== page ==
iptables -A FORWARD -p tcp -m tcp --dport 139 -m recent --name portscan --set -j LOG --log-prefix "Portscan:"
iptables -A FORWARD -p tcp -m tcp --dport 139 -m recent --name portscan --set -j DROP
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  • 4
    Bart, doesn't 'iptables -A INPUT -s -j DROP ' kill memcached? – alfish Jul 24 '12 at 13:24
  • 1
    I see you have the rfc1918 address, presumably not 192.168 because you are using it. You have link-local. You might add to your list TEST-NET( from rfc3330, benchmarktest(198.18.0/25) from rfc2544, protocol assignment(, testnet2(198.51.100/24) and testnet3(203.0.113/24) from rfc5736 and 5737 and finally carrier grade nat(100.64/10) from rfc6598 – jrwren Feb 24 '14 at 14:27

So appreciate your bullet-proof rules.

You should contact your ISP and have the traffic dropped on the backbone before it hits you. If you're at the point where your firewall has to drop the traffic, then it's already consuming your available bandwidth and using your system's resources.

That's the only "bulletproof" way.

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  • I don't care much about bandwidth consumption, as I have a dedicated port and the attacks are usually not so big, as I said. – alfish Jul 24 '12 at 11:57
  • 2
    Many common DoS attacks look to saturate a server's connection to the Internet. If you're seeing a different kind of attack, like one that aims at resource exhaustion, then you should be much more specific in your question and the answer likely still won't involve iptables. – MDMarra Jul 24 '12 at 12:01
  • 3
    This answer is perfectly valid, whoever marked this answer down hasn't got a clue what he's talking about. – Lucas Kauffman Jul 24 '12 at 12:37

I use IPtables in order to limit the access to FTP and SSH, I just allow my computer's IPs to connect to the server. I cannot say I had DOS attacks problems.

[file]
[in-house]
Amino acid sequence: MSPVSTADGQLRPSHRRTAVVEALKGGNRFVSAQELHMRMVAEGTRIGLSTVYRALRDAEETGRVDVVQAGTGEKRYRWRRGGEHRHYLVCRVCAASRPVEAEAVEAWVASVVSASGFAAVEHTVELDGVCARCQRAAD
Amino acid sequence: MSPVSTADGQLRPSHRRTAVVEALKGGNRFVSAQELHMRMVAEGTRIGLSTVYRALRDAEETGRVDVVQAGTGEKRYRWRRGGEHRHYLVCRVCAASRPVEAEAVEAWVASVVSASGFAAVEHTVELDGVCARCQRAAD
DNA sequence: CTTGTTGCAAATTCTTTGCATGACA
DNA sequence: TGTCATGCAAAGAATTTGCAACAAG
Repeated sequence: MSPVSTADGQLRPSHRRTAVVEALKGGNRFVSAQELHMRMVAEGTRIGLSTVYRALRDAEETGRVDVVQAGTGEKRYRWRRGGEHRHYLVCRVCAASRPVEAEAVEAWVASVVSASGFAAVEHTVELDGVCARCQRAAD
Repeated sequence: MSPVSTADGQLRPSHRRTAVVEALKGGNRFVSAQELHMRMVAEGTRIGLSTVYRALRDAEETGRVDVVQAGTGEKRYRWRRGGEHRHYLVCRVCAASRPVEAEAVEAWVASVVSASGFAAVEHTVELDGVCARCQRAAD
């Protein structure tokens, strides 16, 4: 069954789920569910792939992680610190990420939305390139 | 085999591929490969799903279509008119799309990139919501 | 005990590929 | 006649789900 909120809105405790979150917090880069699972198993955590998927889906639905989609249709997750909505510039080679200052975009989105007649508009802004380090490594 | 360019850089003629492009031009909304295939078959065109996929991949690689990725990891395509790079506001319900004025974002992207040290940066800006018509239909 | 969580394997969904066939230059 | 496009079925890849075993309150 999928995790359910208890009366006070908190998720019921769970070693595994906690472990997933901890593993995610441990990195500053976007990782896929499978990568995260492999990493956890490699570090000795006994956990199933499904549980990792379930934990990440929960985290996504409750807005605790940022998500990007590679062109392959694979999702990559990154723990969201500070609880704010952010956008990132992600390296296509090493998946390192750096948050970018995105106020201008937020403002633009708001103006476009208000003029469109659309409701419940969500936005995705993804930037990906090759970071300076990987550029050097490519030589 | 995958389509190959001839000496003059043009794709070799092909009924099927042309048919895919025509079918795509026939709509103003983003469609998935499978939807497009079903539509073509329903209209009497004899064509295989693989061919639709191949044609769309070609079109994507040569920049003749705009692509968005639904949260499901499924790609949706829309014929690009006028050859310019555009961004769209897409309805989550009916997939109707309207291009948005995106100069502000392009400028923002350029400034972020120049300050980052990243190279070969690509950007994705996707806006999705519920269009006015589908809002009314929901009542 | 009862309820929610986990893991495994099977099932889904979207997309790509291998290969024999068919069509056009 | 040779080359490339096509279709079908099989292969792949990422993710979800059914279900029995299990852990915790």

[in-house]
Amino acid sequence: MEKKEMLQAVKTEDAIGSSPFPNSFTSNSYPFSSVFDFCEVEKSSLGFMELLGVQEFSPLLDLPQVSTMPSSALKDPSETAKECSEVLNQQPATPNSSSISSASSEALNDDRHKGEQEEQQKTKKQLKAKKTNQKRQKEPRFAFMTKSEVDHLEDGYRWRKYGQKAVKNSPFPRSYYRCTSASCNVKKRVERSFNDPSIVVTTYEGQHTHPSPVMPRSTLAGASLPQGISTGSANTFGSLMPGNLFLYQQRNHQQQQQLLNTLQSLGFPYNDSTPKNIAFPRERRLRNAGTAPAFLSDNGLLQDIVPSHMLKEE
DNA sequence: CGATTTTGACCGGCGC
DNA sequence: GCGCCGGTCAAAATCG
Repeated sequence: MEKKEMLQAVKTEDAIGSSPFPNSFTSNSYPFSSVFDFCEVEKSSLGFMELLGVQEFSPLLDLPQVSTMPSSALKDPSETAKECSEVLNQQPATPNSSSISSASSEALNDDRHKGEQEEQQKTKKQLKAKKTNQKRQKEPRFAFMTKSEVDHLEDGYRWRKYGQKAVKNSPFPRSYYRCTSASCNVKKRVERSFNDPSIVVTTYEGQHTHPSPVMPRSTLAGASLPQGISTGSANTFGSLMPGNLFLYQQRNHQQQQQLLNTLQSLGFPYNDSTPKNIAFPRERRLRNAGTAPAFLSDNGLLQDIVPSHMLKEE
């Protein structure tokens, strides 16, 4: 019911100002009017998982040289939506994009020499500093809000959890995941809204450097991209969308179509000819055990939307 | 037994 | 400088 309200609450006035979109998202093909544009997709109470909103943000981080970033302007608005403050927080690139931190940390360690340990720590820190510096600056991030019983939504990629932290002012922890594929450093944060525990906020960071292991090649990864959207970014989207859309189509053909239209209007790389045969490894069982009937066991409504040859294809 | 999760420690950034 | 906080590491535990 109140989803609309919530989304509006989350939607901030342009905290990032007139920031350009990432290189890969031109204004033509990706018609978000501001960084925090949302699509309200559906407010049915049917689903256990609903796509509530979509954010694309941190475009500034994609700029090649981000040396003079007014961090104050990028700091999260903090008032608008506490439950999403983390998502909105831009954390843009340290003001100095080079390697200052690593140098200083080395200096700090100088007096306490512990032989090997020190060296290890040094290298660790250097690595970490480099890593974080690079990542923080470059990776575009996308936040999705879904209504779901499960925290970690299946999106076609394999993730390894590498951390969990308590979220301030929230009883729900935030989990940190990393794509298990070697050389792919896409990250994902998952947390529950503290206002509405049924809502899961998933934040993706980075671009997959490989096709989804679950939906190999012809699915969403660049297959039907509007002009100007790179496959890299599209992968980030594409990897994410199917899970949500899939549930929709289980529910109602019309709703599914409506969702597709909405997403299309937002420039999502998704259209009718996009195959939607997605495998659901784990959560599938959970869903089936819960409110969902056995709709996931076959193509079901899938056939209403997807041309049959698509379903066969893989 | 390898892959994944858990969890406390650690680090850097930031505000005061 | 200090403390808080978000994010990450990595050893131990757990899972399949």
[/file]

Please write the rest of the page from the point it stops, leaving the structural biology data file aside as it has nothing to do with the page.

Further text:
/sbin/iptables -A INPUT -p tcp --dport 22 -s -j ACCEPT
/sbin/iptables -A INPUT -p tcp --dport 22 -s -j ACCEPT
/sbin/iptables -A INPUT -p tcp --dport 22 -j DROP

/sbin/iptables -A INPUT -p tcp --dport 21 -s -j ACCEPT
/sbin/iptables -A INPUT -p tcp --dport 21 -s -j ACCEPT
/sbin/iptables -A INPUT -p tcp --dport 21 -j DROP 

These rules allow access to ports 22 and 21 on two different IPs. You can probably add the MySQL port of your db server and that way block other clients from connecting directly to your server.

Edit: when server is overloaded I find it helpful to see Apache "mod-status" statistics, the output looks like this: http://www.apache.org/server-status you can see all site visitors , spiders, url requests, etc. Implementation takes under 1 minute: http://httpd.apache.org/docs/2.2/mod/mod_status.html

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  • How does this prevent a DoS attack? It'll help eliminate brute-force attacks on those protocols, but won't do much to stop a DoS. – MDMarra Jul 24 '12 at 12:32
  • It was more of a general or first-thing to do in order to secure the server (the ftp/ssh filter), then the server-status will help identify the "attack" (by http) because usually it is just a bad web crawler and not an attack. And an iptables rule should also help filtering/blocking his database port requests too. – adrianTNT Jul 24 '12 at 12:36